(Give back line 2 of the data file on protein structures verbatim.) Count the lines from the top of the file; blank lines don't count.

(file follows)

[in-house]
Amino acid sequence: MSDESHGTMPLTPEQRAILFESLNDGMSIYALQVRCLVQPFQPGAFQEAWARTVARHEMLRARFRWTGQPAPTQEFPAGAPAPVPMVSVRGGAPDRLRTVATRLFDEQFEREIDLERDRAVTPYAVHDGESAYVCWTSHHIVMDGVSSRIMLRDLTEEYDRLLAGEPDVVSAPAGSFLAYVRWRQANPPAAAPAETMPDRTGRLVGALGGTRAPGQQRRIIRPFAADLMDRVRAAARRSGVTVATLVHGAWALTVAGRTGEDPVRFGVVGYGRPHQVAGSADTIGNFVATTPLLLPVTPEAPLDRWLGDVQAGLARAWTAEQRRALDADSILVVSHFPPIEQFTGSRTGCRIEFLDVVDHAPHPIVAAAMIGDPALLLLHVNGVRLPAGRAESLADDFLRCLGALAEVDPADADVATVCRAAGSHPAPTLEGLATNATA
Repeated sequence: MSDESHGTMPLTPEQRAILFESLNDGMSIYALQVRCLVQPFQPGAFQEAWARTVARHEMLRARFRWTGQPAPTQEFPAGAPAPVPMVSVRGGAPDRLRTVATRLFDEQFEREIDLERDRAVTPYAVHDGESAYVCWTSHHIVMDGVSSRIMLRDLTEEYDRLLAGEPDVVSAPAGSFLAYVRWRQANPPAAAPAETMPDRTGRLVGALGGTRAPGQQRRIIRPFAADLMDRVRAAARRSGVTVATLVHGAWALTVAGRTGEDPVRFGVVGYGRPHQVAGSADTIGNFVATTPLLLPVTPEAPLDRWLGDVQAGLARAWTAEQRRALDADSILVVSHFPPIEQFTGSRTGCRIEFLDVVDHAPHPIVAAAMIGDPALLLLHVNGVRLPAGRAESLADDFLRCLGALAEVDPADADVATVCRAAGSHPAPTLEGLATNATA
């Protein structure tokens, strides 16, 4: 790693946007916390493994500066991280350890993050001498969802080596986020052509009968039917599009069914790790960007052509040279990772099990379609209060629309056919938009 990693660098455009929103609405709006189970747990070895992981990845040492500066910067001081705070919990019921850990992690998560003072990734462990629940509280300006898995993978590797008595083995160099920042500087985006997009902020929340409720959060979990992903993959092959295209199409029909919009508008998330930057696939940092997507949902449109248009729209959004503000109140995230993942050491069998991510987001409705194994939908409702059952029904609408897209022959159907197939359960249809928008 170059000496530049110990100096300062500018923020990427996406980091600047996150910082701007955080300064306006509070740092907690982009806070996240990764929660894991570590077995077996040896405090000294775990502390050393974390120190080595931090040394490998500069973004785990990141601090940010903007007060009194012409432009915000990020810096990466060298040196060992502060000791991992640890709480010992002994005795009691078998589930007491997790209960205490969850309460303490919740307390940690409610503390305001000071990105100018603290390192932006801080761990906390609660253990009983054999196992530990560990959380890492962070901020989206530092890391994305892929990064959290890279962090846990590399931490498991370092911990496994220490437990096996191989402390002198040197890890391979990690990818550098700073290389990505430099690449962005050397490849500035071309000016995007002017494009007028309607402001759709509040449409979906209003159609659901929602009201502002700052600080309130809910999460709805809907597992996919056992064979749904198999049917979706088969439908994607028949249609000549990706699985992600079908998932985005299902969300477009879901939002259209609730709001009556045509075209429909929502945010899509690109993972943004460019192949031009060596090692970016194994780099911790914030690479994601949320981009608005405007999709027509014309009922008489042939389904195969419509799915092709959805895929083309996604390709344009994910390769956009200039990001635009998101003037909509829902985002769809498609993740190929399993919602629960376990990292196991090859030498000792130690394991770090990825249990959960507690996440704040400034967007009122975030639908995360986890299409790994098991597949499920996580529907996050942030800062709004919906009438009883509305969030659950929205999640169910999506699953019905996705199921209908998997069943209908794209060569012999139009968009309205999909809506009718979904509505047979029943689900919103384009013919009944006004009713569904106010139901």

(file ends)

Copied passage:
Amino acid sequence: MSDESHGTMPLTPEQRAILFESLNDGMSIYALQVRCLVQPFQPGAFQEAWARTVARHEMLRARFRWTGQPAPTQEFPAGAPAPVPMVSVRGGAPDRLRTVATRLFDEQFEREIDLERDRAVTPYAVHDGESAYVCWTSHHIVMDGVSSRIMLRDLTEEYDRLLAGEPDVVSAPAGSFLAYVRWRQANPPAAAPAETMPDRTGRLVGALGGTRAPGQQRRIIRPFAADLMDRVRAAARRSGVTVATLVHGAWALTVAGRTGEDPVRFGVVGYGRPHQVAGSADTIGNFVATTPLLLPVTPEAPLDRWLGDVQAGLARAWTAEQRRALDADSILVVSHFPPIEQFTGSRTGCRIEFLDVVDHAPHPIVAAAMIGDPALLLLHVNGVRLPAGRAESLADDFLRCLGALAEVDPADADVATVCRAAGSHPAPTLEGLATNATA